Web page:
“Instead there is the idea in the community that ‘if it’s frowned upon, we got you’. It is a more wholesale indoctrination. You are sold living in Israel – how great the universities are, how nice the beaches are, and there is a strong encouragement to serve. To give you a kind of purpose after high school,” Markovitz said.

Anthony Hodgson, a Cape Town-based coordinator for South African Jews for a Free Palestine and former Herzlia student, said one of the main problems was that the school had wholeheartedly adopted a Zionist agenda.

“When you look specifically at the Zionist schools, the problem runs very deep,” Hodgson said. 

“Kids have been taught to connect their own personal safety to the state of Israel at a very deep level and from a very young age, so it might be that kids who have attended those schools need more years to reach a kind of political awakening on the topic of Palestine.”

Hodgson added that critical voices, including conscientious objectors, were denied access to speak to students by the school. 

Na’eem Jeenah, a senior researcher at the Mapungubwe Institute for Strategic Reflection, said that Herzlia needed to be held accountable for its actions.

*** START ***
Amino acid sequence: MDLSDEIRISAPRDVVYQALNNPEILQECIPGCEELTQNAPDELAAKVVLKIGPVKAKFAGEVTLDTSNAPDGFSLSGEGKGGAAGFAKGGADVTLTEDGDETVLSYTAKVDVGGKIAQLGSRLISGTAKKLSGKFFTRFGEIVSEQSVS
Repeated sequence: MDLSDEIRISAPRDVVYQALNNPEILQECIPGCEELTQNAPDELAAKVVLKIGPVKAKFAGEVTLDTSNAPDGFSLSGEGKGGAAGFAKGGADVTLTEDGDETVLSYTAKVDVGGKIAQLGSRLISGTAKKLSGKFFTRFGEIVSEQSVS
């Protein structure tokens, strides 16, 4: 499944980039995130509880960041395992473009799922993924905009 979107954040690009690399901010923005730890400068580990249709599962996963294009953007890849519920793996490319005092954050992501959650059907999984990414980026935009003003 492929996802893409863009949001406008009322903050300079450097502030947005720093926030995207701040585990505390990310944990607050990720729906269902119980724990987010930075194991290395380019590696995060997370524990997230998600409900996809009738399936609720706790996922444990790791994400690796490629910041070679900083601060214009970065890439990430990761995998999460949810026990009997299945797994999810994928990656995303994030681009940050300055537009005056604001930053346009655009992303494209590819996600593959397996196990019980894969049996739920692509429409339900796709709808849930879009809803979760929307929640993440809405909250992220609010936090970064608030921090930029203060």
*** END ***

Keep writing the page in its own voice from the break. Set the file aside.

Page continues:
“By inviting Israeli soldiers to interact with learners and glorify what our government has already proclaimed as war crimes and, now genocide, Herzlia is, itself, glorifying and promoting genocide and numerous violations of international law,” he said. 

Jeenah added that the implicit message of these visits and the indoctrination from a young age means that Herzlia is allowing and promoting violations of the law. 

“Our society should not be tolerating a situation where young children are taught to hate others in such profound ways that they would be encouraged to take up weapons and kill those others. That amounts to abuse of children, and incitement to violence.”

MEE reached out to Herzlia High School for comment but did not receive a response by time of publication.

MEE also contacted the South African Jewish Board of Deputies, which has previously defended the school over its curriculum, but did not receive a response. – Middle East Eye